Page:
"I like to think that the work of a planned giving professional correlates to that of a gardener: we prepare the soil, remove the rocks, plant the seeds, add fertilizer, water, weed, prune, and wait .... until harvest. It’s a long process." -Ann Kolakowski.
Ann continues, "The donor is the one who decides when to plant, but it's our job to have that field prepared and to ensure that the flowers bloom."
Personalized marketing and additional communication methods such as surveys, storytelling, and QR codes redirecting individuals to a specific webpage are also valuable tools. Some organizations even use virtual reality to showcase their work. Maintaining direct mail alongside newer strategies can cater to various donor preferences.
In addition to omnichannel marketing strategies, Kyle recommends exclusive events, including discussions on planned giving's financial benefits. Direct marketing communications highlighting tax advantages of specific vehicles are effective. Building a network of advisors who work with high-net-worth prospects is essential, as these advisors can introduce your cause to their clients. Consistency in messaging and personalized interactions are crucial to engage high-net-worth individuals successfully.
Nurturing Long-Term Relationships with Planned Giving Donors
Building and maintaining relationships with donors is paramount in planned giving. Personalized communication, tailored engagement, and unwavering commitment to a donor's philanthropic vision are the cornerstones of effective stewardship.
Ann emphasizes that planned giving donors should be treated as the major donors they are,
"Being included in someone’s estate or overall financial plan is a place of privilege, not to be taken for granted." -Ann Kolakowski.
Understanding each donor's preferences regarding engagement is crucial—some may desire anonymity, while others appreciate the spotlight. Personal touches, like handwritten notes, birthday cards, and phone calls, can be cost-effective methods to show appreciation. Utilizing video calls for donor interactions is also an option. Legacy societies play a pivotal role in recognizing donors' special commitments and fostering a sense of community among them.
Connecting donors to the cause by providing insights into the impact of their potential gifts often leads to organic planned giving commitments. Once committed, ongoing stewardship is vital, potentially spanning years, as planned gifts can be revocable. Annual plans, birthday cards, gratitude messages, luncheon invitations, and special events can help maintain engagement and express gratitude.
Empowering Donors with Knowledge: The Art of Planned Giving Education
Educating donors about the vast array of planned giving options is a pivotal aspect of fostering philanthropy. Simplifying the perceived complexity of planned giving and empowering donors with informed decisions is essential.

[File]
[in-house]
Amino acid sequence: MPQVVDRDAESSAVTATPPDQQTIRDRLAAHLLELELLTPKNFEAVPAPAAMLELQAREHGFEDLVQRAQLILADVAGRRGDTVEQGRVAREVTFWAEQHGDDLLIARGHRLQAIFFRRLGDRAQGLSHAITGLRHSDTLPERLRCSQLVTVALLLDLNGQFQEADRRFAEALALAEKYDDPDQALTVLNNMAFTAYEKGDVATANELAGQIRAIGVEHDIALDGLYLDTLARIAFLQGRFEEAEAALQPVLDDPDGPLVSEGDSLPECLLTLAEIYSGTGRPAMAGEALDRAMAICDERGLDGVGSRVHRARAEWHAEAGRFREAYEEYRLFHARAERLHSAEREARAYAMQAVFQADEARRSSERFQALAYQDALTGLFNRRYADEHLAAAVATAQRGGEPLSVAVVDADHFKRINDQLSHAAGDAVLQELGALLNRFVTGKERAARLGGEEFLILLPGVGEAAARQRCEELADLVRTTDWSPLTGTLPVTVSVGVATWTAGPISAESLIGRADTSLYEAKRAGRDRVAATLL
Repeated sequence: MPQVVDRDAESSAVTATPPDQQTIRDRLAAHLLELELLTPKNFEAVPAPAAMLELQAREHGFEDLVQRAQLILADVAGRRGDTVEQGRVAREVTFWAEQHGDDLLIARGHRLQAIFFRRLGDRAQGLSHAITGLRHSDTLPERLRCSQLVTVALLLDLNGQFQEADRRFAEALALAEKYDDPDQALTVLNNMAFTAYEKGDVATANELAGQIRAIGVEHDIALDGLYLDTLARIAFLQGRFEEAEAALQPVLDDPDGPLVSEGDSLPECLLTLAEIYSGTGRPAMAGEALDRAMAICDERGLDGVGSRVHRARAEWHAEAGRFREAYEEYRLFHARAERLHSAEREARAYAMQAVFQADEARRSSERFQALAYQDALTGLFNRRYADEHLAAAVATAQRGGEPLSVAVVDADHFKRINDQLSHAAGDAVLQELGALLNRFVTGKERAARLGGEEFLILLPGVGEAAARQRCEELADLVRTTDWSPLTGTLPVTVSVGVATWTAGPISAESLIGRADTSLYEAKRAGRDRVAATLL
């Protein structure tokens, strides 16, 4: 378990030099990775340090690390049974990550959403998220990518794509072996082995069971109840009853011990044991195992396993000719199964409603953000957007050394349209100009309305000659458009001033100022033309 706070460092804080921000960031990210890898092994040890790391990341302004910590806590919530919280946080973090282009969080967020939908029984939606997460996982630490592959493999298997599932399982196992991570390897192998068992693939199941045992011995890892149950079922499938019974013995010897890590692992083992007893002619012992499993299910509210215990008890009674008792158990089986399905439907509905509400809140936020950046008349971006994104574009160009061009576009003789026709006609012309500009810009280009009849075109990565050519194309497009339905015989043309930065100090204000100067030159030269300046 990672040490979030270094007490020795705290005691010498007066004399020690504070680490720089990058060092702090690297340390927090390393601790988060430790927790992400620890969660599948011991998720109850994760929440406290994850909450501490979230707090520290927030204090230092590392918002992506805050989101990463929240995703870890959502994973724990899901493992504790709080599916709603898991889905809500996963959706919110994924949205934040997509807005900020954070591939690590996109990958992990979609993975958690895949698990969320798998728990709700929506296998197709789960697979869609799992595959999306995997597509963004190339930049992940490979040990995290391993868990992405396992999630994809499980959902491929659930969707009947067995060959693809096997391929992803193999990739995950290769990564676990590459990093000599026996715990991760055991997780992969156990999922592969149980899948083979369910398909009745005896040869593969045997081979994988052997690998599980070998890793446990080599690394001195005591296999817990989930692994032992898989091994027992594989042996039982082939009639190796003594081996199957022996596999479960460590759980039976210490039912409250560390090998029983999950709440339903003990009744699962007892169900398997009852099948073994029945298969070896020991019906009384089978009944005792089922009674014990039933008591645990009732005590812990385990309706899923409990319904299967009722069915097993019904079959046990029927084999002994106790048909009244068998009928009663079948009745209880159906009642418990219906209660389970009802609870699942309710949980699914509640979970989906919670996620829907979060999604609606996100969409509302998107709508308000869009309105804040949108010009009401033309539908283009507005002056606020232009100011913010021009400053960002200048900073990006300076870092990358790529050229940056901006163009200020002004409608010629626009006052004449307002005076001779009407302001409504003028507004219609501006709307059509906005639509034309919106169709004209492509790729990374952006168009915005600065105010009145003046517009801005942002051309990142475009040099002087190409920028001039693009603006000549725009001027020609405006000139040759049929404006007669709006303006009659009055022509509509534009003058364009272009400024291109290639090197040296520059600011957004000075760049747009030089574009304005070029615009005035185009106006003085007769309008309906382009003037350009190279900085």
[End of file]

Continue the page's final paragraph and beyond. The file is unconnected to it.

"Planned giving has an unfortunate reputation for being overly complicated and mysterious, when at its core it’s about using creative approaches to accomplish meaningful goals." -Ann Kolakowski.
Similar to any donor qualification approach, beginning with the "why" and then delving into the "how" along with open-ended questions help identify a donor's goals and help to align their goals with the organization. Engaging the donor's trusted advisors, such as financial planners and attorneys, in the conversation aids in choosing the best gift vehicle and assets. Creating microsites and accessible materials can be beneficial. Clear communication is critical, ensuring that donors from various backgrounds comprehend planned giving concepts. A good rule of thumb is to ask, "How would I explain this to my grandmother?" says Ann.
Kyle underscores the importance of consistent marketing and education. Donors have varying timelines for updating their estate plans, so maintaining regular planned giving messaging is vital. Employing diverse communication modes, including electronic and print formats, caters to different donor preferences. Catching donors' attention with concise, impactful statements about leaving a legacy can be highly effective. Sharing stories and testimonials showcasing the impact of philanthropic gifts and the chosen planned giving vehicles resonates better with donors than technical jargon.
Enhancing Planned Giving Through Team Collaboration: A Winning Strategy
Ann and Kyle emphasize the need for breaking down silos and promoting teamwork to maximize the impact of planned giving efforts.
Ann highlights the significance of cultivating a culture within the advancement department that encourages shared objectives, collaboration, and metrics to gauge success. To broaden the scope of planned giving beyond legacy gifts, all development team members must have a fundamental understanding of planned giving concepts. Gift officers should actively listen for indications that a planned gift might be suitable and provide information accordingly. Incorporating a dual ask when discussing potential endowments, which involves requesting a gift to establish the fund and a bequest to augment it in the future, should become a standard practice. Alumni programs can offer workshops or webinars on financial and estate planning while incorporating the legacy message. Annual fund and research teams can identify potential legacy donors among loyal, low-dollar contributors and include planned giving messages in their appeals.
Kyle underscores the importance of educating gift officers at all levels about the value of planned giving and how to identify prospects, initiate conversations, and grasp the basics of primary planned giving vehicles.
"Nurturing the relationship with other gift officers leads to trust and credibility so that those gift officers want to bring in the planned giving team from the outset as a resource." -Kyle Paige.